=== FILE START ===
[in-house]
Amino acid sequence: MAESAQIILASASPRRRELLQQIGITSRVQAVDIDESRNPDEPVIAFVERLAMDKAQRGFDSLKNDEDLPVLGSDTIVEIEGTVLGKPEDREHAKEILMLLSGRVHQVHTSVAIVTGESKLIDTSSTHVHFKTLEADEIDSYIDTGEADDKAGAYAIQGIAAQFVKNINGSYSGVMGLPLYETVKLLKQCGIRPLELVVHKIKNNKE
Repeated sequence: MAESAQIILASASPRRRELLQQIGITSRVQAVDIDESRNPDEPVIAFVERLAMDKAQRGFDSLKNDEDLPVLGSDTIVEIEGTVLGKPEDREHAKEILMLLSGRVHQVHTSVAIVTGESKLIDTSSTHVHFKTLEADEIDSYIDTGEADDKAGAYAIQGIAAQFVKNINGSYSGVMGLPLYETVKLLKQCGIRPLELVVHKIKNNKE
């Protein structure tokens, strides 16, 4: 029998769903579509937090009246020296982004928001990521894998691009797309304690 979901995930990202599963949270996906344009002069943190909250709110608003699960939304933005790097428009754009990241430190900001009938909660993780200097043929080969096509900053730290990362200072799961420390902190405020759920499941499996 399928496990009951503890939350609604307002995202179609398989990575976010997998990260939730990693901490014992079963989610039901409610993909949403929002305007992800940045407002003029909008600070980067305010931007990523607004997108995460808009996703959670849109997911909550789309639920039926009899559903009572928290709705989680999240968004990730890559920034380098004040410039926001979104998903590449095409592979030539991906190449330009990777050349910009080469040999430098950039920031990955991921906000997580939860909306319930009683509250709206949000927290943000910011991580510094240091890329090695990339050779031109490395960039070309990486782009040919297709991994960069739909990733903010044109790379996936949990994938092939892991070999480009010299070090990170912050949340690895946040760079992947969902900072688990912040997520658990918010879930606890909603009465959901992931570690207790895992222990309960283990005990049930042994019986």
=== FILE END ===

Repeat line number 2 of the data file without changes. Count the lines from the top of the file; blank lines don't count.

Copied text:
Amino acid sequence: MAESAQIILASASPRRRELLQQIGITSRVQAVDIDESRNPDEPVIAFVERLAMDKAQRGFDSLKNDEDLPVLGSDTIVEIEGTVLGKPEDREHAKEILMLLSGRVHQVHTSVAIVTGESKLIDTSSTHVHFKTLEADEIDSYIDTGEADDKAGAYAIQGIAAQFVKNINGSYSGVMGLPLYETVKLLKQCGIRPLELVVHKIKNNKE